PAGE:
“Each pebble tells Iraq ‘I divorce you,’” his father explains. In Islam, a marriage is considered dissolved when a man utters “divorce” three times in the presence of his wife.
“The people are happy, and the people are the ones who will determine their fate and will therefore bear the consequences,” Aso Karim Mohamad, 64, tells CNN.
Mohamad is a former member of the Kurdish Parliament who fought with the Peshmerga, the fighting force of Iraqi Kurdistan, in the bloody decade leading up to the creation of the KRG.
In 1988, then-President Saddam Hussein’s forces killed an estimated 100,000 Kurds and destroyed more than 4,000 villages.
“I voted in ’92 for the first time for the first Kurdish Parliament after our intifada,” he says, referring to the 1991 Kurdish uprising against Hussein. “My feeling is the same today … this is a great day in my life.”
For many of the people of Iraqi Kurdistan, the Peshmerga – credited with being a driving force in the fight against ISIS – are the very reason they are throwing caution to the wind.
“The Kurds aren’t afraid of anything, because of the Peshmerga,” Kafiah al Raouf Sadik, an educational official, tells CNN. “God willing, we will achieve our goals here.”
Refugees vote for security
At the Hassan Shami refugee camp midway between Mosul and Irbil, the mood is different. The sun beats down on inhabitants who spend their days standing in long food lines and end them sleeping in tarpaulin tents typically shared with around five other family members.
The UN Security Council has said it fears that the lives of these refugees may fall into limbo.
“Council members note that the planned referendum … could detract from efforts to ensure the safe, voluntary return of over three million refugees and internally displaced persons,” the Security Council said in a news release.
But camp manager Twana Anwar tells CNN he doesn’t think their work will be affected: “I’m not pessimistic … Humanitarian efforts should go on as normal.”
The refugees here are mostly Arab, all survivors of ISIS, and they were invited to vote in Monday’s referendum by the Kurdish charity group that controls the camp.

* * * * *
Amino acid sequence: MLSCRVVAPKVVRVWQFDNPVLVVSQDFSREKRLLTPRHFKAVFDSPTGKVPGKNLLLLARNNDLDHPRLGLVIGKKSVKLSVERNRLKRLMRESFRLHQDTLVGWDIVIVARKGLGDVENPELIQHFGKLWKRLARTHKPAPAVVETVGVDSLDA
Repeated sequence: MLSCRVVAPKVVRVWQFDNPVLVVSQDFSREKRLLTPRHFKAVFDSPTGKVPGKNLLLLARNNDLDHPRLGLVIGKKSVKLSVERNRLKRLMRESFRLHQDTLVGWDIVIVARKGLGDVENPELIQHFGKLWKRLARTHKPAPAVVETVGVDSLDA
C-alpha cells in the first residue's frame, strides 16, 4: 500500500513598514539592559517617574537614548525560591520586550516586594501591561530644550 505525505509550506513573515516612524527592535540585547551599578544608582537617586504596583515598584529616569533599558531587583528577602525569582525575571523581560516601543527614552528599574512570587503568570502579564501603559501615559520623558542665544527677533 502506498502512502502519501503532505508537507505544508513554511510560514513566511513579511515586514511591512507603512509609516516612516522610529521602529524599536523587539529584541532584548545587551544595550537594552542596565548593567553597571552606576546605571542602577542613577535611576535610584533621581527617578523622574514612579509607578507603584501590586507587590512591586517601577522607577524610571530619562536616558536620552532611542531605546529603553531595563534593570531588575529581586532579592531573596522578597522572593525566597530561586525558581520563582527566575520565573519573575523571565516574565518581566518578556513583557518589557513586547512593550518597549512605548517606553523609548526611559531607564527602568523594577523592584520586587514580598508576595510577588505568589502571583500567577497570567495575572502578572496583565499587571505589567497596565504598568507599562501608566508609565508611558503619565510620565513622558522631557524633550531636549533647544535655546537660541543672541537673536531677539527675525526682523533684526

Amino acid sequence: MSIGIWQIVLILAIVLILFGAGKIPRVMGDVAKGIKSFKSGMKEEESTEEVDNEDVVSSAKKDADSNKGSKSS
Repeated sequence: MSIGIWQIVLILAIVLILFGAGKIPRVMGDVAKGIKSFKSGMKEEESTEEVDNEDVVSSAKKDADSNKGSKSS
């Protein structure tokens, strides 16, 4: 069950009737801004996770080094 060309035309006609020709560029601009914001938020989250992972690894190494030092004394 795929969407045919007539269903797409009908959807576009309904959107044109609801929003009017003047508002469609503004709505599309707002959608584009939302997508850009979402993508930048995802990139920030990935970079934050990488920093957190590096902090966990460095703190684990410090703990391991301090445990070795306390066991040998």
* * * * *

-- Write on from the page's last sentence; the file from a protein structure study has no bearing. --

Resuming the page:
“People voted for Kurdistan, they voted for security,” says Abu Ali, standing among a crowd of men who gather around the CNN team near the camp’s entrance.
“I lost everything, my car, my house. What should one do?” the refugee from the destroyed town of Rabia asks. “I hold Baghdad’s government responsible for what happened to me. Security, security, security. People want security.”
Another Arab who works in the camp, Abu Mohammad, is an employee with the central government in Baghdad, but says he voted in favor of independence.
“If the Baghdad government were my dad, I would still vote against him,” he says, sweat streaming down his face.
‘We want safety’
Further into the camp, an elderly man named Abu Raed huddles with his friends under the bottom of a water tank dressed in Arab robes, seeking respite from the scorching sun.
He explains that the war with ISIS robbed him of all that he owns. “I’m an old person and after all I’ve been through I’m tired of life,” he says. “It’s a sin to say I want to die but I’m tired of life.”
“After we saw ISIS, from what should we be afraid?” asks Um Mohammad, a Turkmen mother-of-four who lost her husband during her family’s escape from ISIS.
A kite flies high over the camp, perhaps a better symbol than any other of the refugees’ escape from ISIS – like the Taliban in Afghanistan, the militant group had banned kite flying.
Upon closer inspection, it turns out the kite was constructed from a plastic bag and sticks by Waddah, aged nine.
“We were under ISIS for two-and-a-half years,” his father Salhab Hussein explains.
“The children played indoors … this is why we voted for Kurdistan … We don’t care who rules over us – Kurd, Arab or Turkmen – as long as they give us safety.”